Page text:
Former African-American nun pens fiction murder mystery

“They Still Call Me Sister” by Deborah Plummer Bussey portrays the bonds of sisterhood and uncovers the truth in a psychologist patient’s alleged suicide
(PR NewsChannel) / January 5, 2012 / LOS ANGELES 

They Still Call Me Sister

In her debut fiction novel, “They Still Call Me Sister” (ISBN 0615484794), Deborah Plummer Bussey entertains readers with a stirring, cozy mystery about sexual obsession, a murder investigation and political scandal in Atlanta, Georgia. The protagonist, Kathy Carpenter, is an African-American psychologist and former nun whose character was inspired by Plummer Bussey’s life experiences and developed through the author’s creativity.

The book begins with an introduction to the Carpenter family when Kathy, a devout Catholic as a teenager, enters a convent in Cleveland, Ohio. The next chapter offers a stark change of scenery 28 years later with Kathy, who is now a coy psychologist, and her older sister Tina, a provocative interior designer for hip hop artists, at a bar in Atlanta. The odd-couple siblings discuss the mysterious death of one of Kathy’s former patients, Chanelle Trout, who allegedly committed suicide. Kathy feels this was not the actual cause of death and they eventually unravel clues that suggest Chanelle was murdered.

Kathy builds a closer relationship with her sister as she finds herself relying on Tina for protection while she puts her life in jeopardy to investigate this case. In her tenacious search for truth, Kathy unveils the scandalous underground world that Chanelle was part of, along with her best friend, Ebony, an executive “matchmaker,” and a socialite with her own secret obsession. Meanwhile, Kathy’s newest patient unknowingly reveals more information about Chanelle’s alternative lifestyle and death, but the truth is trapped in client-therapist confidentiality. Kathy struggles to balance her privileged doctor-patient obligation with her conviction to pursue justice for Chanelle.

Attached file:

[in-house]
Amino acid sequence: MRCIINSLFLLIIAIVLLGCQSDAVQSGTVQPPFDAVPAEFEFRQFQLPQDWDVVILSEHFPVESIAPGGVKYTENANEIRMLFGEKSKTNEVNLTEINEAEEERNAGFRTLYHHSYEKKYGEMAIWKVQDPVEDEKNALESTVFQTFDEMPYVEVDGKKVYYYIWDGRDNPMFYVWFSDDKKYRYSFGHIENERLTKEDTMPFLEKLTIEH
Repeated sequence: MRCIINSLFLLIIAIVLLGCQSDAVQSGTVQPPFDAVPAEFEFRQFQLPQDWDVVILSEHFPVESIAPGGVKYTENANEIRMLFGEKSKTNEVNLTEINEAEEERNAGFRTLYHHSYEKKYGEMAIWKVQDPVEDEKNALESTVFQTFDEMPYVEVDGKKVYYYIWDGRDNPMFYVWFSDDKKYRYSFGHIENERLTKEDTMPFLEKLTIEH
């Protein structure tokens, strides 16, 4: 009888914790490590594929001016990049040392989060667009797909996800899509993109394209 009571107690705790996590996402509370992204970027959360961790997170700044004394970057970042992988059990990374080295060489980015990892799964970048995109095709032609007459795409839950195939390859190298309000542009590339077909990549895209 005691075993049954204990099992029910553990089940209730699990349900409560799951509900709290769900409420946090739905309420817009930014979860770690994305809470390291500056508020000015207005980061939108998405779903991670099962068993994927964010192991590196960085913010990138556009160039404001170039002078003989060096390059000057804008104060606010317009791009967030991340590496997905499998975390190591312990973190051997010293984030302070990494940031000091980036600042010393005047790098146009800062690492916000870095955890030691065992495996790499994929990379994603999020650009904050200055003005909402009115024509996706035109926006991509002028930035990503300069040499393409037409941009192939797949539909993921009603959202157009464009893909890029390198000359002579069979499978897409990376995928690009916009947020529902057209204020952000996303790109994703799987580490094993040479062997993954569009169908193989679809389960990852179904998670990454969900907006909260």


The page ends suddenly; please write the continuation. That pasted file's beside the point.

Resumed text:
“This fictitious psychological thriller and murder mystery will trigger conversations about racial identity, sexual orientation, politics and the intersection of religion,” Plummer Bussey says. . “It will also characterize the private life of political figures and the lengths some of them take to manage corruption and mental illness while seeking political gain.”

“They Still Call Me Sister” is available for sale online at and other channels.

About the Author: Deborah Plummer Bussey is the Editor of “Handbook of Diversity Management” (University Press of America) and author of “Racing Across the Lines: Changing Race Relations through Friendships” (Pilgrim Press); which received the Mayflower Award for best publication in the category of church and society. She is a regularly featured blogger for Huffington Post and a guest commentator for local and national television news programs.

Aram Nadjarian
Phone: (213) 373-1662



The views and opinions expressed in this press release do not necessarily represent the views and opinions of CreateSpace or its affiliates.

Direct link:

SOURCE:  Deborah Plummer Bussey

Print FriendlyPrint Friendly

This press release is distributed by PR NewsChannel. Your News. Everywhere.